Canadian shot sizes are generally consistent with the US at 1 to 2 ounces. In Australia, a standard 30ml shot is common.

How many shots in different alcohol bottle sizes?

Here’s a breakdown of approximately how many 1.5 ounce shot sized servings are in different common liquor bottle sizes:

  • Pint (16 oz) – 10 to 11 shots
  • Fifth (750ml) – approximately 17 shots
  • Half liter (500ml) – 11 to 12 shots
  • Liter (1000ml) – Approximately 33 shots
  • 1.75 L – Approximately 59 shots

There are some caveats here. First, this is assuming a full bottle. Also keep in mind that overpouring can alter the numbers. But this provides a general estimate of how many standard pours are in different liquor bottle volumes.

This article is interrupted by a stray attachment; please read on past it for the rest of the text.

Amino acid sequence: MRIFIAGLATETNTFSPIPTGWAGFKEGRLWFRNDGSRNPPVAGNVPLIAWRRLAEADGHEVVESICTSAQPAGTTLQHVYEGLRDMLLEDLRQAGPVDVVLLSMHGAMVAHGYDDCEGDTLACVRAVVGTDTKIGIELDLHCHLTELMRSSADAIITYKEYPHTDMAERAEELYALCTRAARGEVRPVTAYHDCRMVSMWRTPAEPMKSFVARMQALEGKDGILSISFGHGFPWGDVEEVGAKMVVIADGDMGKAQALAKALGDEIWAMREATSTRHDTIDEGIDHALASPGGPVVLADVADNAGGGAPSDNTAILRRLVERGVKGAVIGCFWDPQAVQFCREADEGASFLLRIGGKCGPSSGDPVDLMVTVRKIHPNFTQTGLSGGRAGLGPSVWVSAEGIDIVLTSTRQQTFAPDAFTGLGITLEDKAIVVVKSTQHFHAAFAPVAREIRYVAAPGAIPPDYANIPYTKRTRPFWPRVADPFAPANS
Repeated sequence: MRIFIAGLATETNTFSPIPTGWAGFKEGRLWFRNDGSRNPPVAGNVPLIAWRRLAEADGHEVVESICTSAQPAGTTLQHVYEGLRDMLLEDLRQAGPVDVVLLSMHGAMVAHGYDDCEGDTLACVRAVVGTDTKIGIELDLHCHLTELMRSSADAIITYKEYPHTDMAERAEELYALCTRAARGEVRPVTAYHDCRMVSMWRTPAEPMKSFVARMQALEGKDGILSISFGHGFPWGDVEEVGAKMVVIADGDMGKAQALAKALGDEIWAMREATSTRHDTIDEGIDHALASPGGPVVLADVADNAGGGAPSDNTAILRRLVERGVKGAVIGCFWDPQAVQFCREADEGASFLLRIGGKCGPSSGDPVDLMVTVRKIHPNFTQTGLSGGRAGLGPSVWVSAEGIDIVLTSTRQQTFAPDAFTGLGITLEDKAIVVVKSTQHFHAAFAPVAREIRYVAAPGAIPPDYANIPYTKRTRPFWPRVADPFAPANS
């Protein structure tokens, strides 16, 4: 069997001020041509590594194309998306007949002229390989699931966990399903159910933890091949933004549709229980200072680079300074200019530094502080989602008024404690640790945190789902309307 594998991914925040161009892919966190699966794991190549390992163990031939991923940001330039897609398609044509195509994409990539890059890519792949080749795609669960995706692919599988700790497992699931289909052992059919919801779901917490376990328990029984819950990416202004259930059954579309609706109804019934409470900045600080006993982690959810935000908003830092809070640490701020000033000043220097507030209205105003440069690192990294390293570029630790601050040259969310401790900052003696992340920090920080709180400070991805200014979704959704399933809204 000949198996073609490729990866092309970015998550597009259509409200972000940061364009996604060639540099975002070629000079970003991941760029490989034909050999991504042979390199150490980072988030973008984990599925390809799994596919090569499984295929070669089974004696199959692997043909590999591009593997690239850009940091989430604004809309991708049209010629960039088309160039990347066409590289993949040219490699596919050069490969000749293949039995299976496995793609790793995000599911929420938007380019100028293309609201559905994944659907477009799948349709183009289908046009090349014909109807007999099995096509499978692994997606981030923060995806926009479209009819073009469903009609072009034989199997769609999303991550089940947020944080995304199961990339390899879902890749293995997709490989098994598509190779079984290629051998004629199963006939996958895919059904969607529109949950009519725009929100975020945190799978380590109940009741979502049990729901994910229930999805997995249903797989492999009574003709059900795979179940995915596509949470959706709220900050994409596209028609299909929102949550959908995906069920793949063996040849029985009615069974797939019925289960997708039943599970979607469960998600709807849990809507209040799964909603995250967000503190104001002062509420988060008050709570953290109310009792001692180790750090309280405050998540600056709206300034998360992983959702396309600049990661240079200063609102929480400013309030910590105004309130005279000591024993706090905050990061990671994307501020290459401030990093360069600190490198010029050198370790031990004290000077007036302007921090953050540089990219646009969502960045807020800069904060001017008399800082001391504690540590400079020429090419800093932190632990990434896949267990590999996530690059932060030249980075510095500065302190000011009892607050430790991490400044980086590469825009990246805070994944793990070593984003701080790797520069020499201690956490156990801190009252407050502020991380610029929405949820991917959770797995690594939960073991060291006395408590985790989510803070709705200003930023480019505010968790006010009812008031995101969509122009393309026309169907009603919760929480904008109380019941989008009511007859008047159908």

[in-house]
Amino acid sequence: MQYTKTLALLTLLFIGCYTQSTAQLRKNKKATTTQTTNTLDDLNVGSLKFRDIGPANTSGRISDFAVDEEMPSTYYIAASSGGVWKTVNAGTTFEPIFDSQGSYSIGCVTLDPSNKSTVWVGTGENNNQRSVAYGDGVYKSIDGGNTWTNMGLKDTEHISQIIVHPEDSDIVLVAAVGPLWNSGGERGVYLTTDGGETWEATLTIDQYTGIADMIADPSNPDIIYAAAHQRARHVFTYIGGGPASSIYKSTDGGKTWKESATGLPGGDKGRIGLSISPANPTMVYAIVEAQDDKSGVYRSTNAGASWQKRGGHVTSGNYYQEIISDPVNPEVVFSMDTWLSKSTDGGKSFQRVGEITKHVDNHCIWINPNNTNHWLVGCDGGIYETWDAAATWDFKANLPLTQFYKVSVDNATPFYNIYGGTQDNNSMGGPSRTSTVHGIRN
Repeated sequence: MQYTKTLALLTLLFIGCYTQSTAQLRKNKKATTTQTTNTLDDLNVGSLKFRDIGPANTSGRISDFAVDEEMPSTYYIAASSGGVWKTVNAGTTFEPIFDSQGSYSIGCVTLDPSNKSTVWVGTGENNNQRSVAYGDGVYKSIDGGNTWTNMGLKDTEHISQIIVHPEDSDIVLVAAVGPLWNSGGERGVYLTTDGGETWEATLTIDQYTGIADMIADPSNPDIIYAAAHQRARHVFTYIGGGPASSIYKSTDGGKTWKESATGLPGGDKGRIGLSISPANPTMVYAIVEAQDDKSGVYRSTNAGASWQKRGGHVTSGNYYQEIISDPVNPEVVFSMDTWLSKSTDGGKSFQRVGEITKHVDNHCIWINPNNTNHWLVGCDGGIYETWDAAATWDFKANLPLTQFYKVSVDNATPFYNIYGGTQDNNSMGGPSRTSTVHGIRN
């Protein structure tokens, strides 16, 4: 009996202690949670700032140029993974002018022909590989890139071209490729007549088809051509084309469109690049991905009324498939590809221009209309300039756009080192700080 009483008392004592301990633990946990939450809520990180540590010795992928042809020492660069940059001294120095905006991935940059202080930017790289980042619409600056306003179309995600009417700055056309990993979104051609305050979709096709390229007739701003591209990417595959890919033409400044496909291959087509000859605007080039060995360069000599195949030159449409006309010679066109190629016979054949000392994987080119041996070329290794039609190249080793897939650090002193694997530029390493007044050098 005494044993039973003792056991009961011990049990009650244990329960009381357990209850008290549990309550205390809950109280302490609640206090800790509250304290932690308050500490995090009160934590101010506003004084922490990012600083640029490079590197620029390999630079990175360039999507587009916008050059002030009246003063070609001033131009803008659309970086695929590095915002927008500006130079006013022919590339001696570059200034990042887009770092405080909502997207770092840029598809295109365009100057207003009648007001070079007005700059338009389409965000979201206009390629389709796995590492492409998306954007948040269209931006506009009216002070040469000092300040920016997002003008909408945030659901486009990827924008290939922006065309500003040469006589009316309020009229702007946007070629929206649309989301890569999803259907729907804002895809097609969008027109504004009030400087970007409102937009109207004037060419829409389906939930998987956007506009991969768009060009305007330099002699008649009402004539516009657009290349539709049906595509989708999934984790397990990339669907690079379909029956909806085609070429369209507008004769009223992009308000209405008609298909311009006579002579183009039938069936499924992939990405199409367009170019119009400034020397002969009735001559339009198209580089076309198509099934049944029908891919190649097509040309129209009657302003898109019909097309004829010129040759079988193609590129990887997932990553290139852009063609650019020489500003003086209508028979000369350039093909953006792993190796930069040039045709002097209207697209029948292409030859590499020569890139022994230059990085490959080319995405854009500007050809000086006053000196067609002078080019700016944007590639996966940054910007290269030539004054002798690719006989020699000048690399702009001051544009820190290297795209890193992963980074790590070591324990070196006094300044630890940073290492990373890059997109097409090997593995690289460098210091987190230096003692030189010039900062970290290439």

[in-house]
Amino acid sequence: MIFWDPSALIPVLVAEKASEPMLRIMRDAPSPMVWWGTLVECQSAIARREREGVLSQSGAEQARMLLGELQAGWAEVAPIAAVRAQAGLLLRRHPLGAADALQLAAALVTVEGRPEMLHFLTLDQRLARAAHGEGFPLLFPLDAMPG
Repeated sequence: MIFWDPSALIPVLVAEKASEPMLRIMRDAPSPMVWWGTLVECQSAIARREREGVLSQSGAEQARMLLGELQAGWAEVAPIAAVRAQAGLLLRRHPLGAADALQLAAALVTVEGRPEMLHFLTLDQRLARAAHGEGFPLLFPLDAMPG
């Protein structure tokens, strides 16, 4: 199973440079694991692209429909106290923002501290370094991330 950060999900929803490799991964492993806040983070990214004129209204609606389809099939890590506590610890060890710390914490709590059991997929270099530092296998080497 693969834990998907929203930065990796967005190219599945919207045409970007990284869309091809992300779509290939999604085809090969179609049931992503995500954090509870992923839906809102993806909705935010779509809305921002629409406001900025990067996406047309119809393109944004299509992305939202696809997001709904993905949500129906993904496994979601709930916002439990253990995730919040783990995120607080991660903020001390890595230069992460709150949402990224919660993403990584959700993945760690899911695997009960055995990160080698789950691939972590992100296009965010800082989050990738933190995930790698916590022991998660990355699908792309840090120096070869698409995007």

Shot glass sizes and variants

While 1.5 ounces is the standard, shot glass sizes can vary including:

  • Mini shot – Usually 0.75 to 1 ounce.
  • Double shot – Holds 2 to 3 ounces.
  • Oversized or mega shot – Holds 3 to 4 ounces.

There are also some shot glass variants to be aware of:

  • Shooter – A tall, narrow shot glass intended for shooters or bomb shots.
  • Rocks glass – Shorter and wider tumbler that can function as a makeshift shot glass.
  • Test tube shot – Made to look like a lab test tube and often used for shooters.

How many shots to get drunk?

How many shots it takes to get legally drunk or experience alcohol intoxication depends on a variety of individual factors. These include:

  • Your body weight and composition
  • Your metabolism
  • Your tolerance to alcohol